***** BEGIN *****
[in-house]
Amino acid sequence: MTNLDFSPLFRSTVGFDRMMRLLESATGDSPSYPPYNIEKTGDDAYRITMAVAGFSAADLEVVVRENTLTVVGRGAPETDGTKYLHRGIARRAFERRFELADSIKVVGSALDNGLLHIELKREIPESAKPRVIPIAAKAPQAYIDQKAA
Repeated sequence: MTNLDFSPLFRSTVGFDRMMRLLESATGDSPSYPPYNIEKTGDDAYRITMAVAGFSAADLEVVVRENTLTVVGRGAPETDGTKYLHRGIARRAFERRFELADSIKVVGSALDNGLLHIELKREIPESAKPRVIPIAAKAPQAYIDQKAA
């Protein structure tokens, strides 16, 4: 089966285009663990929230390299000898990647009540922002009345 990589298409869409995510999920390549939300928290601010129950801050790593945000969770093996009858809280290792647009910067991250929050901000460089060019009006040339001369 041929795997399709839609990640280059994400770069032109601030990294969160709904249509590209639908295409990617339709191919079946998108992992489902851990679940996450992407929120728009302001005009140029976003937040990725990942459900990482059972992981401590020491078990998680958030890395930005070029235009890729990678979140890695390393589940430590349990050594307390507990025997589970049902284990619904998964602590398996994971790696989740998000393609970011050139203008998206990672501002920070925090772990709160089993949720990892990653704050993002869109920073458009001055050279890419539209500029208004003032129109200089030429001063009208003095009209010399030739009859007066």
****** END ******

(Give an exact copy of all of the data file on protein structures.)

[in-house]
Amino acid sequence: MTNLDFSPLFRSTVGFDRMMRLLESATGDSPSYPPYNIEKTGDDAYRITMAVAGFSAADLEVVVRENTLTVVGRGAPETDGTKYLHRGIARRAFERRFELADSIKVVGSALDNGLLHIELKREIPESAKPRVIPIAAKAPQAYIDQKAA
Repeated sequence: MTNLDFSPLFRSTVGFDRMMRLLESATGDSPSYPPYNIEKTGDDAYRITMAVAGFSAADLEVVVRENTLTVVGRGAPETDGTKYLHRGIARRAFERRFELADSIKVVGSALDNGLLHIELKREIPESAKPRVIPIAAKAPQAYIDQKAA
């Protein structure tokens, strides 16, 4: 089966285009663990929230390299000898990647009540922002009345 990589298409869409995510999920390549939300928290601010129950801050790593945000969770093996009858809280290792647009910067991250929050901000460089060019009006040339001369 041929795997399709839609990640280059994400770069032109601030990294969160709904249509590209639908295409990617339709191919079946998108992992489902851990679940996450992407929120728009302001005009140029976003937040990725990942459900990482059972992981401590020491078990998680958030890395930005070029235009890729990678979140890695390393589940430590349990050594307390507990025997589970049902284990619904998964602590398996994971790696989740998000393609970011050139203008998206990672501002920070925090772990709160089993949720990892990653704050993002869109920073458009001055050279890419539209500029208004003032129109200089030429001063009208003095009209010399030739009859007066």